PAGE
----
South Georgia Birdlife

Page 3

The Gentoo Penguin (Pygoscelis papua) is another species that breeds on South Georgia. These birds reach a typical height of 2ft 6 inches (75cm), the male adult typically weighing 17.6lbs (8Kg) and the female 16.5lbs (7.5Kg). The gentoo seems to set up nesting sites some distance from the water and the rookeries that I was able to see, tended to be a lot smaller than the king penguin sites, totalling no more than about 20 pairs. Whilst other penguins lay just the one egg, the gentoo sometimes lays two. Why, nobody seemed to know. Unfortunately there is a language barrier between humans and penguins so we are not likely to find out directly. One can only surmise that perhaps numbers were dropping off and it was mother nature's way of trying to recover the population. If anybody has worked it out, I would be interested to know. Gentoo penguins lay their eggs in nests, typically made from a pile of stones, with the parents taking equal incubation duties, changing on a daily basis. The nesting habits leave them vulnerable to attack by the Skua. In all there are around 100,000 breeding pairs of Gentoo penguins on the island.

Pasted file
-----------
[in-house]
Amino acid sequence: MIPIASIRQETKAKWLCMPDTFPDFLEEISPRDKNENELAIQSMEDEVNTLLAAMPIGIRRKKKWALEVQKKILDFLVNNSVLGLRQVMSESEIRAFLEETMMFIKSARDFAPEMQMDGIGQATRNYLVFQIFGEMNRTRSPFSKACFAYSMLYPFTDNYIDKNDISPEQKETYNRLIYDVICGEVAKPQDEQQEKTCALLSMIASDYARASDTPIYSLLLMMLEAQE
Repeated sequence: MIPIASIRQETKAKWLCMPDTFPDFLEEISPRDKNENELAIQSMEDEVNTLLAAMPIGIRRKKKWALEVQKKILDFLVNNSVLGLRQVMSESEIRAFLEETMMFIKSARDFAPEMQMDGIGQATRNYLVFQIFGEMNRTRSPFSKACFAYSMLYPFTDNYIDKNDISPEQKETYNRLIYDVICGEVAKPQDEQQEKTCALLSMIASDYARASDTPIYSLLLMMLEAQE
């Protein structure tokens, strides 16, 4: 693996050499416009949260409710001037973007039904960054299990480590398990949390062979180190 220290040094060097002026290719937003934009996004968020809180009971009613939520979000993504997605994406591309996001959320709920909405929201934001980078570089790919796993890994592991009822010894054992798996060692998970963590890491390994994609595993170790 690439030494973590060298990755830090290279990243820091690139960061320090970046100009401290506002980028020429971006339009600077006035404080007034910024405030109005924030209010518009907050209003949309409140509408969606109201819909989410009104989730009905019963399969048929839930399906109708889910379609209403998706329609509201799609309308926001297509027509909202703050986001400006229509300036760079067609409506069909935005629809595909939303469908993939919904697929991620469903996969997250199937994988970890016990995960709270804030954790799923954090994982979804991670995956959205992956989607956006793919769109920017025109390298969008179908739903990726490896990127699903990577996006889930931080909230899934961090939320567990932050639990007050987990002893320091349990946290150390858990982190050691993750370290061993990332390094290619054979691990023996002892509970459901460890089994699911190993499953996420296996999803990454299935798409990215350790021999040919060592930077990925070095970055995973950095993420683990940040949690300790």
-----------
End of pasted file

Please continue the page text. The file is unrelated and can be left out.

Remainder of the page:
There is another sub species (Pygoscelis ellsworthii) which breeds on other islands on the atlantic side of Antarctica and on the Antarctic peninsula.

Of the other species on South Georgia, the Chinstrap (Pygoscelis antarctica) pictured left, has about 6000 breeding pairs, mainly on the south east of the island. Chinstrap penguins are typically 2ft 4 inches to 2ft 6 inches (70 - 75 cm) tall, an adult bird weighing around 11 lbs (5Kg). Like the Gentoo, the Chinstrap makes a circular nest of stones, and typically lays two eggs.

The group of Adélie penguins below were seen on Signy Island in the South Orkney Group.

(I'll sort out the background when I can get to my originals)